He said: Good look into the accusation of sexual abuse against Woody Allen involving his then 7-year-old daughter. Definitely biased against Allen, but the case made against him is compelling. I was never a Woody Allen fan and haven’t seen any of his films all the way through, so being made aware of his pattern of filmmaking—older male mentor figure paired with an eager, impressionable young female—was revealing and a bit off-putting even outside of the Farrow v. Allen case. That said, I think a two-part series would have done as well to make the case.
She said: This four-part documentary about Dylan Farrow’s allegation that her step-father Woody Allen molested her when she was seven years old—and Woody’s aggressive campaign to undermine that allegation by insisting that this whole thing was a story hatched by Dylan’s mother Mia because Mia was jealous that Woody was sleeping with Mia’s other adopted daughter Soon-Yi—is obviously made with belief in Dylan Farrow, and compassion for Mia Farrow. Yes, the facts are presented selectively, but regardless of how many additional facts were left out though, one thing is clear: Woody Allen is disgusting! OK, I thought so before watching this documentary too, based on creepy comments he has made in interviews, the pervy gaze that comes through on and from behind the screen in his films, and the fact that he slept with the barely-legal stepdaughter of his long-time girlfriend. Still!
The documentary introduces us to the actual text of reports and interviews with family, friends, and people who worked at different levels of the investigation. Contrary to the public spin which made her out to be some impressionable child with a fantastical story, the texts and interviewed officials confirm that Dylan has been incredibly consistent with the core facts, and indeed showed signs of having been sexually abused. Also, it’s evident that Woody Allen has the type of access and connections in American society and particularly in elite East Coast circles which would basically guarantee his impunity in the (undeniable) event that he did commit a crime.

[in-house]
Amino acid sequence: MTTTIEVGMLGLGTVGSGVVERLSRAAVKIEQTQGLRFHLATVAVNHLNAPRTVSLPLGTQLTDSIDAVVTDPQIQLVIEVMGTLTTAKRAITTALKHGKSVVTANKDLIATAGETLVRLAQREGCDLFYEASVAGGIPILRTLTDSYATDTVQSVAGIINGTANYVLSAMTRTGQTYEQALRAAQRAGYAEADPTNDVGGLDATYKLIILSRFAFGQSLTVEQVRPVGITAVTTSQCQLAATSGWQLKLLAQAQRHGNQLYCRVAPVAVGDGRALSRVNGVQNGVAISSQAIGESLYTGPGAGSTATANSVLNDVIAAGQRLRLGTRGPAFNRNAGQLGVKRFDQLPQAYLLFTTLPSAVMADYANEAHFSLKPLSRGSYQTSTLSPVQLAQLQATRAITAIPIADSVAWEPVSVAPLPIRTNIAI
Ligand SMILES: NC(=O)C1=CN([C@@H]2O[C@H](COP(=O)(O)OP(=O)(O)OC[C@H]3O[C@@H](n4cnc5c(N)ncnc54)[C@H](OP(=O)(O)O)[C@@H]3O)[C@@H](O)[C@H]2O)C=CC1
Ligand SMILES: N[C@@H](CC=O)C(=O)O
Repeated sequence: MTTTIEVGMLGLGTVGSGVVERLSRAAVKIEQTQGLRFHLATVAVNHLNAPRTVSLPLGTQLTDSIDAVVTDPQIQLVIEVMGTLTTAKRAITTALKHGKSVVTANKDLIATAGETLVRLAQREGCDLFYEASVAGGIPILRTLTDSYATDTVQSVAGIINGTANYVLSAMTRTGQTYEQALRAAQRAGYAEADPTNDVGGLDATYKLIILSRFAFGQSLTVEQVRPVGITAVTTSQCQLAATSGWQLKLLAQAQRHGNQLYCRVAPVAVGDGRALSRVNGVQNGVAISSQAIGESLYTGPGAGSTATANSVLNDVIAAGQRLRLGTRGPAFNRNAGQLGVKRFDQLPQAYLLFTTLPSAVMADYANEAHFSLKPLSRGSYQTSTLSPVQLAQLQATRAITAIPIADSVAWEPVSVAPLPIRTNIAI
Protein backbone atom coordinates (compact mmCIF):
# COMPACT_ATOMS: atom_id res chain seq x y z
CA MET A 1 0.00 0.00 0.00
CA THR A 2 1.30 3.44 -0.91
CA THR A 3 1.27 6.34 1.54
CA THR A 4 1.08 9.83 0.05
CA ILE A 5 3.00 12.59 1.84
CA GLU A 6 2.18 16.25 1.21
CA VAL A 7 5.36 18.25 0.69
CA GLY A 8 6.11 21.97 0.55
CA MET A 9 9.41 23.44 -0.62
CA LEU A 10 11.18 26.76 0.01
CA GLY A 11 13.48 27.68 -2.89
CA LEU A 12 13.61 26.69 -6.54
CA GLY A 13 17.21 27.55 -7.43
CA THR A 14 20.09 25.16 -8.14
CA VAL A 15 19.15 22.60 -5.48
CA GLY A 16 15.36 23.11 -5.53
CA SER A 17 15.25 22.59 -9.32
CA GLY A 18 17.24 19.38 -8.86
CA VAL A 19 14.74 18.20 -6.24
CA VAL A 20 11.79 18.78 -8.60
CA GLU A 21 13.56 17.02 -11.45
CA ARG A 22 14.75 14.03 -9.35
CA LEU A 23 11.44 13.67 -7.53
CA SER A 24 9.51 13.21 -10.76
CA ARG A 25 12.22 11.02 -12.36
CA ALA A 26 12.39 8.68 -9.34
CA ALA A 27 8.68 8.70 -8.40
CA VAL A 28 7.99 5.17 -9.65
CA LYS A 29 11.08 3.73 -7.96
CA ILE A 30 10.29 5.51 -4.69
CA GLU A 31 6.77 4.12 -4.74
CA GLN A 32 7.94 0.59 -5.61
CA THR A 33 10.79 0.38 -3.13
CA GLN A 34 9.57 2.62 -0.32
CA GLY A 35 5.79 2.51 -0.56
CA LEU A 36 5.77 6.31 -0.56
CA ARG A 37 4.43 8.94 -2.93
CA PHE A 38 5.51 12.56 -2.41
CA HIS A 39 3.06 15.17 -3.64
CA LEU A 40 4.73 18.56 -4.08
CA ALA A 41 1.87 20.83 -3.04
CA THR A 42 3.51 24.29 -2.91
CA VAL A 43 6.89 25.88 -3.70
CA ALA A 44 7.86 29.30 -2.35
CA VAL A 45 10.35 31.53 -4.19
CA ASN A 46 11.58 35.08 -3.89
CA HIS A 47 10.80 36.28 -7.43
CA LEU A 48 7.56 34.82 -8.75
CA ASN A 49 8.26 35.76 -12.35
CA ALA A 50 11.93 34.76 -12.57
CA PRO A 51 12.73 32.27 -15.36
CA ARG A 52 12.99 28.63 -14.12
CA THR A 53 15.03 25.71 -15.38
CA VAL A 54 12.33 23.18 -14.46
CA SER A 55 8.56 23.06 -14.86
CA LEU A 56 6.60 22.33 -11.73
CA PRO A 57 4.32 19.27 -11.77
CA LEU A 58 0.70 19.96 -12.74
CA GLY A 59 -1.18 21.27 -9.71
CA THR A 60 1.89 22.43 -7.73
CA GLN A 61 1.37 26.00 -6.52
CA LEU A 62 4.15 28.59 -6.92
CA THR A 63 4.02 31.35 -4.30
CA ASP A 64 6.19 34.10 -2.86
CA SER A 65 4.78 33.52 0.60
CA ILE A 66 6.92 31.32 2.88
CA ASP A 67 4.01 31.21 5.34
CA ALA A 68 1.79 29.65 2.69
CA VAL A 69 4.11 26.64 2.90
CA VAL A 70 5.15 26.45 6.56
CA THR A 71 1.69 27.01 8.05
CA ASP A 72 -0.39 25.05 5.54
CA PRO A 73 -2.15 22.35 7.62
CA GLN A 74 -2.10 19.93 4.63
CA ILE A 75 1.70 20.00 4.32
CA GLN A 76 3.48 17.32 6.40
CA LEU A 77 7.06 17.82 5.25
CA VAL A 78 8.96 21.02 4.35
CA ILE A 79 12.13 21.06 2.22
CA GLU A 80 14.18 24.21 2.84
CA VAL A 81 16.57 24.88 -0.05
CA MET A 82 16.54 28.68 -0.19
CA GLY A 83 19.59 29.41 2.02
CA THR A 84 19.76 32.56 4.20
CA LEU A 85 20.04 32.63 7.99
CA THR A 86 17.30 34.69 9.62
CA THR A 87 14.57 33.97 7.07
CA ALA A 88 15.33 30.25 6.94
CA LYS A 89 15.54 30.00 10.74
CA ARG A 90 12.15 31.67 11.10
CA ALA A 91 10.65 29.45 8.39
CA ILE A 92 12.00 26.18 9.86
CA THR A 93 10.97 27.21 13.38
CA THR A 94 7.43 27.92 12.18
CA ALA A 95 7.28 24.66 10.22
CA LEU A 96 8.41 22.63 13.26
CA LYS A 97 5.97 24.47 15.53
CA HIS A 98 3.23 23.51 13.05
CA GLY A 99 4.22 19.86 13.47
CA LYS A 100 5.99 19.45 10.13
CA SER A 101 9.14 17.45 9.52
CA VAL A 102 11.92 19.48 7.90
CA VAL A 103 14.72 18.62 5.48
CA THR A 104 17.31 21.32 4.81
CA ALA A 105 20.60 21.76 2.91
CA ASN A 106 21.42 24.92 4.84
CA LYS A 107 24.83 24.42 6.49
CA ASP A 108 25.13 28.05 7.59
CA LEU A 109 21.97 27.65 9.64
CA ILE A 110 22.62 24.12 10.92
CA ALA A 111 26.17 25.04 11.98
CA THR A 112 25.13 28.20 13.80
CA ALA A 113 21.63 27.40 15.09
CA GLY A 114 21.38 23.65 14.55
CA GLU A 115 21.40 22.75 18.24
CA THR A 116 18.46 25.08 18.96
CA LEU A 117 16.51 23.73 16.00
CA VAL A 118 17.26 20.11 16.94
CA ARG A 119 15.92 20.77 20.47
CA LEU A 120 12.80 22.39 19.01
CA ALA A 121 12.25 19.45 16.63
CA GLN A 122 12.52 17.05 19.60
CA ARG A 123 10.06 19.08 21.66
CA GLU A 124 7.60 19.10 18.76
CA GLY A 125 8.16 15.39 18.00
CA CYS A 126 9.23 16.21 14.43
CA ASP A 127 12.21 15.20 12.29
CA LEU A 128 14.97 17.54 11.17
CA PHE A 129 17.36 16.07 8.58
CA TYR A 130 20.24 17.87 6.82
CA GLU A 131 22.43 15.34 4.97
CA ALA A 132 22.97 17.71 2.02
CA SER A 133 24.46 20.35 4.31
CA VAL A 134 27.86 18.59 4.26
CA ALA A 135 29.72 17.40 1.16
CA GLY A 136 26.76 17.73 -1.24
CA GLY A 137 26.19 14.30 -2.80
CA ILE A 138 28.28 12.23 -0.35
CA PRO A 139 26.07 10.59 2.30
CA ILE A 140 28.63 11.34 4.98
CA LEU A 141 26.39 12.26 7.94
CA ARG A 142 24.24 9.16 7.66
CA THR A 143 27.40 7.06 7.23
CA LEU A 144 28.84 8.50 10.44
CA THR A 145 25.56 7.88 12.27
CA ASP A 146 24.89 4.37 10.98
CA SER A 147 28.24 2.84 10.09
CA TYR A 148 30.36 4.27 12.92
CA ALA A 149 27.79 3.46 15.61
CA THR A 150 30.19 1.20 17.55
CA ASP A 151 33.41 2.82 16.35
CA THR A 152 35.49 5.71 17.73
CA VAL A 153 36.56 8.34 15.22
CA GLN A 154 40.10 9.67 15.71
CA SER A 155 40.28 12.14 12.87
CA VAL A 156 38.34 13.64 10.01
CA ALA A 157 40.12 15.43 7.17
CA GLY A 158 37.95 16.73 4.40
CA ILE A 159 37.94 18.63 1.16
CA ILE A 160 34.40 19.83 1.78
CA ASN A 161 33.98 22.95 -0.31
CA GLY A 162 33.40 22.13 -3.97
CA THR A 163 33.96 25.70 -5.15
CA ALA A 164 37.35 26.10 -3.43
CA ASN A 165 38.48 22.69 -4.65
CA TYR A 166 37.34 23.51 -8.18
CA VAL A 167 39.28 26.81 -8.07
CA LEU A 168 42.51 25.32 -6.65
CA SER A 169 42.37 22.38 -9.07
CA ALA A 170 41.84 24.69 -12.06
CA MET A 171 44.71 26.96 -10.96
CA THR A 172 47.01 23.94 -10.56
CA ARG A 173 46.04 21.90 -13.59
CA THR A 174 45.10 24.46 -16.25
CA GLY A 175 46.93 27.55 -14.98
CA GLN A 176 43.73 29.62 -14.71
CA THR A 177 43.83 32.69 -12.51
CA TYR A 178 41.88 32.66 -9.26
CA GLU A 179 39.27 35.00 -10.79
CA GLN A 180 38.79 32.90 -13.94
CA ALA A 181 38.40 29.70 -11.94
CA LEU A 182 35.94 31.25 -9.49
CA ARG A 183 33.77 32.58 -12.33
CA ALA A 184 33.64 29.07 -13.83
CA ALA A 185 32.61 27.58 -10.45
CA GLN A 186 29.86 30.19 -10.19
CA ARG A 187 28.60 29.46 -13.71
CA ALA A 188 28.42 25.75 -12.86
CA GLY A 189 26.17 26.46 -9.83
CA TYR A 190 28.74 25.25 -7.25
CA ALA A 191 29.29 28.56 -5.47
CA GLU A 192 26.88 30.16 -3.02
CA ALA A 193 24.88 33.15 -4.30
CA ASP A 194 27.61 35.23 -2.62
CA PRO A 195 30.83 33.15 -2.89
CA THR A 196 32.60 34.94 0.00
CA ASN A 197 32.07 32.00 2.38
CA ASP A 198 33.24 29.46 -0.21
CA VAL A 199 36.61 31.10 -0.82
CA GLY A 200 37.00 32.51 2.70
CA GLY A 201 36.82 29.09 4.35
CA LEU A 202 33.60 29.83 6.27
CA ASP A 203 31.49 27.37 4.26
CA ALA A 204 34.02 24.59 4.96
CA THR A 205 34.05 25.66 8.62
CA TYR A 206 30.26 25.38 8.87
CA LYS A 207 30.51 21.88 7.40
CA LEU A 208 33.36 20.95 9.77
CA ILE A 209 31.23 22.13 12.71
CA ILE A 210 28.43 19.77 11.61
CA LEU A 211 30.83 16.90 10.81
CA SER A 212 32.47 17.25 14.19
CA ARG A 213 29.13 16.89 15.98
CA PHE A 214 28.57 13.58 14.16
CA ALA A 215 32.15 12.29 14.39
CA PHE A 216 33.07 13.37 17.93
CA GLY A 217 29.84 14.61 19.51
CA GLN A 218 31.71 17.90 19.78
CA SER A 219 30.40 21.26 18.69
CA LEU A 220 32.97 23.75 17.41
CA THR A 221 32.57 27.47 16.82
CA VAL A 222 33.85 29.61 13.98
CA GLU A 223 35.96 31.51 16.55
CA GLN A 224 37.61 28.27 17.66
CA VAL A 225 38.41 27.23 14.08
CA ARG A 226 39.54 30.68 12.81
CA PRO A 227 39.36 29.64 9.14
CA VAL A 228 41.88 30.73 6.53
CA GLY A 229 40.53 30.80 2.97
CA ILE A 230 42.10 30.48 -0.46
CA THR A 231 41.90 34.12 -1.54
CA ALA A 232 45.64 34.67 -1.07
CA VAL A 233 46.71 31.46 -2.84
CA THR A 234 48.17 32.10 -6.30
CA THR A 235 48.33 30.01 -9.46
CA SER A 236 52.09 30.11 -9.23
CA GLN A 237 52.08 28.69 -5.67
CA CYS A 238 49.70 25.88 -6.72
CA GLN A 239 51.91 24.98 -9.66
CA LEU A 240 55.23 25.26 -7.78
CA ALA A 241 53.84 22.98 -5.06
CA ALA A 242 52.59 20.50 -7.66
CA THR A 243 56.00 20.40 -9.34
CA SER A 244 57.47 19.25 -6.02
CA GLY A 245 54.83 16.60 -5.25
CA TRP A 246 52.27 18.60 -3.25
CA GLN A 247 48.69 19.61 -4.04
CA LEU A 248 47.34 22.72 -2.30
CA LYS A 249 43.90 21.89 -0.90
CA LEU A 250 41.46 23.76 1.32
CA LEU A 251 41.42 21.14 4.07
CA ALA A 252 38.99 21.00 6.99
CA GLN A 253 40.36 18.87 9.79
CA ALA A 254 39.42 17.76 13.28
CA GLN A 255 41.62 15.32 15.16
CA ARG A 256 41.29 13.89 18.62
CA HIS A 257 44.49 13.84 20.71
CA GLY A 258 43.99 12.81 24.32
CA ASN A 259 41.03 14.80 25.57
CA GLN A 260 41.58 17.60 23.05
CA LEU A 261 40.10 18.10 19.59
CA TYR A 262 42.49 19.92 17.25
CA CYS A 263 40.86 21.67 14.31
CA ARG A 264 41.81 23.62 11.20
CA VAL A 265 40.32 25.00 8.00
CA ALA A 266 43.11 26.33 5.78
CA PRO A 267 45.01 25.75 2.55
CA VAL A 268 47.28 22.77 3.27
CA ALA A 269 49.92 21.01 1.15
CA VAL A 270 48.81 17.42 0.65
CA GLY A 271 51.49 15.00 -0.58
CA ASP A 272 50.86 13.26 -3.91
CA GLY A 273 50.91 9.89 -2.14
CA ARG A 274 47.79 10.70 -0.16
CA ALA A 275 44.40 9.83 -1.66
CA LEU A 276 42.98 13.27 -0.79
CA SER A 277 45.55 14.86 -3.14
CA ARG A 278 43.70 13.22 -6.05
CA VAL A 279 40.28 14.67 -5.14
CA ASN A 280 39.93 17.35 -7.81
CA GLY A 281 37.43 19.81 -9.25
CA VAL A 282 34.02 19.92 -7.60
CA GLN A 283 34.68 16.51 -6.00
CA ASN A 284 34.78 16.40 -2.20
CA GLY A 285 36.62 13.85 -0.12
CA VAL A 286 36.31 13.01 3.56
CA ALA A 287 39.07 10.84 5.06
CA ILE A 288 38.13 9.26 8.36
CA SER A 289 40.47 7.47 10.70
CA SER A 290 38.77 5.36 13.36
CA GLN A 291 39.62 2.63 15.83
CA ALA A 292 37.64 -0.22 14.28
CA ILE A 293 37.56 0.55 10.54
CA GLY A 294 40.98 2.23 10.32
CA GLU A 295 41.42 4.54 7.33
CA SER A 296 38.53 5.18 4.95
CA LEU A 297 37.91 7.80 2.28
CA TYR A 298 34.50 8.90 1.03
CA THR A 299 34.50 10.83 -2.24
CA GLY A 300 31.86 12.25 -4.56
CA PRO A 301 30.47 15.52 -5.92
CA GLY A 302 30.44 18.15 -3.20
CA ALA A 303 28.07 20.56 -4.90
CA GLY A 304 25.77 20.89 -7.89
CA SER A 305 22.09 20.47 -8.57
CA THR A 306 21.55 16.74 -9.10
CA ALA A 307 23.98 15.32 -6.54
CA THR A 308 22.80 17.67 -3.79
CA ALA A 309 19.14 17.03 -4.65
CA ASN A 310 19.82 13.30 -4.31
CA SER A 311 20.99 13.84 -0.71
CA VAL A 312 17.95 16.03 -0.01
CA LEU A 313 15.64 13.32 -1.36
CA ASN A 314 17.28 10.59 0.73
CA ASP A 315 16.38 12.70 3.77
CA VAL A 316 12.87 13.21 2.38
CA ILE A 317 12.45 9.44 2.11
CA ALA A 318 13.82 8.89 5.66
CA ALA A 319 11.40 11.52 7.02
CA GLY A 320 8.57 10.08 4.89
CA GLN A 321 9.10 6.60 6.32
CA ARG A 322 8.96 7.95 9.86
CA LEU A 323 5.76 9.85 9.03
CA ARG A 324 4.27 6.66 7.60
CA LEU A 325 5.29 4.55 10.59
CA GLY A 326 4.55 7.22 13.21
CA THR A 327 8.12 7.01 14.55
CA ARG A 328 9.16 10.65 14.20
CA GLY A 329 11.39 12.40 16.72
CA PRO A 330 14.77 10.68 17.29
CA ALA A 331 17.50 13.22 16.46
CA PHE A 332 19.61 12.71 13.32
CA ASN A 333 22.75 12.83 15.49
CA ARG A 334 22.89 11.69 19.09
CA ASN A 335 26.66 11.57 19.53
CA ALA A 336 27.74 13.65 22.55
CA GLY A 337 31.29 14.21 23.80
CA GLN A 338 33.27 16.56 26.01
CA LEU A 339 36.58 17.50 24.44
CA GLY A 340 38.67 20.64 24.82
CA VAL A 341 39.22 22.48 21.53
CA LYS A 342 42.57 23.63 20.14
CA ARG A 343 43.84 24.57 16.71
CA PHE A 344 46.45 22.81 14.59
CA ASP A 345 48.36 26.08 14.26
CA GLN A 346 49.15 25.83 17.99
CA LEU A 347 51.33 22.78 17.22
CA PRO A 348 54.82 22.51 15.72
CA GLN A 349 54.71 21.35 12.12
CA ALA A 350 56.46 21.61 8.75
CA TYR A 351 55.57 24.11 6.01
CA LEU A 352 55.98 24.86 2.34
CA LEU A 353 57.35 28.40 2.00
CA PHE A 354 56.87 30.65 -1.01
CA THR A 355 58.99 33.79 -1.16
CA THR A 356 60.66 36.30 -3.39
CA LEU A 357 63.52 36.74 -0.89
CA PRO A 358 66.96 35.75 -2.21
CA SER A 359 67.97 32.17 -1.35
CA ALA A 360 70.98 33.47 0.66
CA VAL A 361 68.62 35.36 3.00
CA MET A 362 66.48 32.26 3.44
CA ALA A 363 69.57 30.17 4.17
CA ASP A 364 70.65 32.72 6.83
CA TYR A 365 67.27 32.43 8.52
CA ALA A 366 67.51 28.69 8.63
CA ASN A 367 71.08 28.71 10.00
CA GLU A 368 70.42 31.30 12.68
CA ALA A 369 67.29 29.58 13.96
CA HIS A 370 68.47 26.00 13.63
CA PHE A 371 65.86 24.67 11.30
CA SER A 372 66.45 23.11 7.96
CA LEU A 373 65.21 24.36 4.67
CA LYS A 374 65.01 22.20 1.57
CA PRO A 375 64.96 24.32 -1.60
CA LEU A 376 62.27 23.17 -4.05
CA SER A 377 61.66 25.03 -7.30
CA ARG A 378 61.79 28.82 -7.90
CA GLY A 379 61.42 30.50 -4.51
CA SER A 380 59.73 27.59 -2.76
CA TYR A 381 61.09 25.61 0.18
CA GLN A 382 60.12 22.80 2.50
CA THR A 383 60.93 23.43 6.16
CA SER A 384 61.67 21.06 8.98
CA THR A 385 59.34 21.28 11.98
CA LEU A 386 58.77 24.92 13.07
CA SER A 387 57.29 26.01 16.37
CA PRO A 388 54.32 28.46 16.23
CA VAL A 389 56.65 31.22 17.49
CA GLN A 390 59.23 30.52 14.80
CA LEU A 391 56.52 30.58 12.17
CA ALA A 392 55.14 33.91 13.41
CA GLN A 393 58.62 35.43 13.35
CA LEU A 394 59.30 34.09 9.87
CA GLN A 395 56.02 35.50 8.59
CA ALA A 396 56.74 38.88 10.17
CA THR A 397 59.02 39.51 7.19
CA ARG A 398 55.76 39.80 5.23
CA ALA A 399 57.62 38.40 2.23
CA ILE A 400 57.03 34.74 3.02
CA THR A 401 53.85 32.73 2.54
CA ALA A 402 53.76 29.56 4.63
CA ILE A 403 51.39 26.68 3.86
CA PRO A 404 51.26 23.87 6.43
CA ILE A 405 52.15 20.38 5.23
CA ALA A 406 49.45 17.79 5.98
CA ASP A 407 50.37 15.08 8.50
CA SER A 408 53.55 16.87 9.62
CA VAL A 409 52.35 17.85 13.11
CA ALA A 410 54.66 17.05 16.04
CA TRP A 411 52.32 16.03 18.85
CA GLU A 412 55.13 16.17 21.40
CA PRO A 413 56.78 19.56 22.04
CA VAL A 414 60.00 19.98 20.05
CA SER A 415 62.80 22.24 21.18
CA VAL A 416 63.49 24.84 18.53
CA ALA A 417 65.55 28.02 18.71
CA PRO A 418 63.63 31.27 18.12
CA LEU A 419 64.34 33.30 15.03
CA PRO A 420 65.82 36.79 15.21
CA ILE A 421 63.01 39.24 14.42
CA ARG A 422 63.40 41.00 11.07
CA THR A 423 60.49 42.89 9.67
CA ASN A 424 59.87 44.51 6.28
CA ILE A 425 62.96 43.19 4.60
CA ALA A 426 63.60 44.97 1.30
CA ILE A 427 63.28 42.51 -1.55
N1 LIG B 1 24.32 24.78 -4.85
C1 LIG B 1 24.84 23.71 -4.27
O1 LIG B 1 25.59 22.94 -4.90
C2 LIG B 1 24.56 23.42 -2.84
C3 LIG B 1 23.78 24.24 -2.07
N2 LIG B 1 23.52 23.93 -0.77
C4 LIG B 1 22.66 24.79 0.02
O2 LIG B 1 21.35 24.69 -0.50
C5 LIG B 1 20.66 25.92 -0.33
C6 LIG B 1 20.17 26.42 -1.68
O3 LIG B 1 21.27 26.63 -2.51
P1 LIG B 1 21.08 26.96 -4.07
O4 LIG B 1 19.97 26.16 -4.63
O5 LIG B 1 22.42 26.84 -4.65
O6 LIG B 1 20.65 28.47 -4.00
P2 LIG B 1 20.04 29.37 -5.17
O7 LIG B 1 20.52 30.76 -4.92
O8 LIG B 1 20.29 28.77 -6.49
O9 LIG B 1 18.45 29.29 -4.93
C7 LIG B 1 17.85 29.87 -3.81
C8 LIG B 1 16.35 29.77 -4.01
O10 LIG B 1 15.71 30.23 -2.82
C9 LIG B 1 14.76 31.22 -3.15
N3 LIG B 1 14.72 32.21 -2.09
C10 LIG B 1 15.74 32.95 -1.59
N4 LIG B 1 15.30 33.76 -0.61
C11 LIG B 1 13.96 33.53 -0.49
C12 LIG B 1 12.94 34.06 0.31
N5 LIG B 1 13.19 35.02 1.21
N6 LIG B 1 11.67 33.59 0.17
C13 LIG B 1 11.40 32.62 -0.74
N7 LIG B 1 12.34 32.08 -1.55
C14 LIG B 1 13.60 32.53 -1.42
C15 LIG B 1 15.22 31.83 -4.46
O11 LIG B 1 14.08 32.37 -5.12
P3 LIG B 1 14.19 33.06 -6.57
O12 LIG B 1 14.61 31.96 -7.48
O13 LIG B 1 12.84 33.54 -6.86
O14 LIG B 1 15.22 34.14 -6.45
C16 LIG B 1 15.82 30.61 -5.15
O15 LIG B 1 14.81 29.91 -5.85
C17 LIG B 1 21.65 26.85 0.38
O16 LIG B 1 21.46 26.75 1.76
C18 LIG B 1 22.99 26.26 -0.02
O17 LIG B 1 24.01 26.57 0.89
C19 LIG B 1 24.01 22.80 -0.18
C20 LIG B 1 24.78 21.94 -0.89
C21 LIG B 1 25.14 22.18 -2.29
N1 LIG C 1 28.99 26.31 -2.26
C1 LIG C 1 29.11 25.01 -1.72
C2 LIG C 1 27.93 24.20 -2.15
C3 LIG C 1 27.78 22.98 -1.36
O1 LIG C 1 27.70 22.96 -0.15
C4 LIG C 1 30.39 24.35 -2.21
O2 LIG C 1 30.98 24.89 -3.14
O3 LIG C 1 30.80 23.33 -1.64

I happen to have a pretty low opinion of Woody, just in case that wasn’t obvious. But, I get that some people love his cinema and his brand, and have a hard time reconciling their fandom with believing that he could be a predator. They would rather believe that Mia is the crazy b that coached Dylan into inventing this whole thing. But many truths can coexist, and we need not buy into this weird absolutist phenomenon of having to embrace or reject public figures and everything associated with them, wholesale. Mia could have been a weirdly controlling and abusive parent, as Moses Farrow, another stepson of hers and Woody’s, has alleged. Mia could have been jealous of Woody and Soon-Yi. Woody could be a witty writer and director. Woody’s cinema could be culturally iconic. Woody could have truly cared about his adopted children—including Dylan. Brains are complicated and sometimes deranged and so is patriarchy, and none of these aforementioned possibilities undermine Dylan’s truth.